Social Issues[edit]

New Expectations for Midwives[edit]

In the 1930s, improvements in medical care called for more strict requirements and regulations for midwives. Prenatal and maternity care became a key objective of public health in the 1920s. Since then, strides toward more regulated, focused care for pregnant women have been made[5]. According to the Public Health Reports of 1936, midwives started being evaluated on their skills in a four step procedure. Midwives are then ranked based on their ability to provide quality care. The four step procedure must be followed in order:

  1. “Construction and preliminary trial of a test for the measurement of a midwife’s knowledge and practice[6].”
  2. “Development of a means of discovering and recording all those administrative procedures of a health department concerned with the control and supervision of midwives[7].”
  3. “With the techniques developed in steps one and two, the measurement of a sampling of midwives in each of a number of communities, and the recording of the health department's’ activities for those communities[8].”
  4. “Relating the quality of service rendered by the midwives in each community to the type of midwife control used in that community, thus precipitating the methods of control that have been effective in producing a high quality of midwife service[9].”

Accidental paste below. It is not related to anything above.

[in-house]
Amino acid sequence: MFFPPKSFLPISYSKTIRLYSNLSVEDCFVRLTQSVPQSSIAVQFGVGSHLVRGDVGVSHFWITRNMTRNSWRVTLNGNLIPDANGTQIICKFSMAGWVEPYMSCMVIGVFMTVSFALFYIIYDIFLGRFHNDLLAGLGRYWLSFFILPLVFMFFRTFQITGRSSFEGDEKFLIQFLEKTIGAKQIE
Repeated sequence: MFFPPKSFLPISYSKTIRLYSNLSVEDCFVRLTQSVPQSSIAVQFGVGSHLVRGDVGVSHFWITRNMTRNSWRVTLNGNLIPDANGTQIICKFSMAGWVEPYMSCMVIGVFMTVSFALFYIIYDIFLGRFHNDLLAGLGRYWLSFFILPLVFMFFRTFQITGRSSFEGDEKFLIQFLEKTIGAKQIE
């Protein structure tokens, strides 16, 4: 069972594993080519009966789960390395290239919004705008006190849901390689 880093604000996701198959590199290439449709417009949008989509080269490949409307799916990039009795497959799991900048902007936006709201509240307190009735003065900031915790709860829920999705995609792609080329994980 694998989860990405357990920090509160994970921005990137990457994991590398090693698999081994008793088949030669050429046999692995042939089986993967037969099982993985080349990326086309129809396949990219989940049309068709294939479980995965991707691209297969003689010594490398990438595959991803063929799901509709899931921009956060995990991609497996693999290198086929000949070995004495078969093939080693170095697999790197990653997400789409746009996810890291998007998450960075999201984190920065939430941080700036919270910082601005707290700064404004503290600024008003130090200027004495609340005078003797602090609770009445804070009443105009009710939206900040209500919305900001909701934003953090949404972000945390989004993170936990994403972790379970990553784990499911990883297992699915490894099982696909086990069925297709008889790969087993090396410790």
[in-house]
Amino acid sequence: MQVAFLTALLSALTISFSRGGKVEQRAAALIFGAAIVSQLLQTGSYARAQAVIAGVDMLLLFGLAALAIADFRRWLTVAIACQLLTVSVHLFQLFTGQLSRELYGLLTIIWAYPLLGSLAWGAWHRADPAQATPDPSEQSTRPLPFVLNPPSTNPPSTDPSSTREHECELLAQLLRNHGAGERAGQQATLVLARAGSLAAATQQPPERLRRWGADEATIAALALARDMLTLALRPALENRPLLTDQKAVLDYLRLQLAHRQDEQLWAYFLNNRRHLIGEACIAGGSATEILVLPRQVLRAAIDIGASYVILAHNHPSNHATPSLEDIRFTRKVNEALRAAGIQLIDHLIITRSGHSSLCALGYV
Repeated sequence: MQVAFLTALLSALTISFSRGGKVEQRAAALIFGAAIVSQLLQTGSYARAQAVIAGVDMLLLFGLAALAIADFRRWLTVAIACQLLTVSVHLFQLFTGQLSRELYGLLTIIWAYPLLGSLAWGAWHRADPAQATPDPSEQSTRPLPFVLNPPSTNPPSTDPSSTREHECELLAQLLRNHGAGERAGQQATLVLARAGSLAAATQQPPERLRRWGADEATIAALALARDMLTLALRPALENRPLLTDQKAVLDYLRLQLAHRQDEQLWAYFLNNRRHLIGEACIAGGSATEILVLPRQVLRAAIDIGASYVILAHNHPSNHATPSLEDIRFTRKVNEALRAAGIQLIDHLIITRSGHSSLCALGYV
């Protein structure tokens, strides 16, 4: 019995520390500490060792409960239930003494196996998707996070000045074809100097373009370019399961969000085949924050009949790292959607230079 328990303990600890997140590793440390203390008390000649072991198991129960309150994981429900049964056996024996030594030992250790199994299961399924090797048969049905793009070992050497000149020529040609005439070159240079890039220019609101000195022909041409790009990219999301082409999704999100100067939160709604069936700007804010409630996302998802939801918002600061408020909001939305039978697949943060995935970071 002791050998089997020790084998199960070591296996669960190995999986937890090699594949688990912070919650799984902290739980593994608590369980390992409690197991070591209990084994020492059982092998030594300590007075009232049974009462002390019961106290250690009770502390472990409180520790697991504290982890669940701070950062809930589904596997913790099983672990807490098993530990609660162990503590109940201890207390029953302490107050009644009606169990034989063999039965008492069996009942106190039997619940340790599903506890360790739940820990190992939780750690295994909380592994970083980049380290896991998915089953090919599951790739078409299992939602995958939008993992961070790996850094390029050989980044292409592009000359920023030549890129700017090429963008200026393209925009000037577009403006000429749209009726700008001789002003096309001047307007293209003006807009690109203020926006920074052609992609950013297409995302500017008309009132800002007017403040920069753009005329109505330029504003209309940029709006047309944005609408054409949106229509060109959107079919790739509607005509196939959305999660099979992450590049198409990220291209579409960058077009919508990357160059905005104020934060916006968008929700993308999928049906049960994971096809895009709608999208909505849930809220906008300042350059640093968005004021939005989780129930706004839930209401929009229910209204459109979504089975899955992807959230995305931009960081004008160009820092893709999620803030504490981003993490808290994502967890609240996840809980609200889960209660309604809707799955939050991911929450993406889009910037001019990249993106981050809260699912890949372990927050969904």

Midwives in the deep South that based their practices solely on home remedies had a hard time adapting to the new regulations. The Public Health Reports of 1936 implied that there would be no tolerance for this type of midwifery: “Those midwives who pay no attention to accepted methods of cleanliness and prescribe for their patients all sorts of home remedies, many of them based on superstitions, must register low on the index as compared with those midwives whose routine procedures conform to the pattern set forth in the midwife manual[10].”

Low Wages for Midwives[edit]

Most midwives were self-employed and, since midwives were so common, there was rarely enough births to provide more than part-time income[11]. In 1936, movements toward higher pay for midwives started to get more attention from the government and official health organizations. In order for midwives to get higher pay, they would be expected to increase the quality of services. Higher pay and increased quality resulted in less midwife positions available[12].

African American Midwives[edit]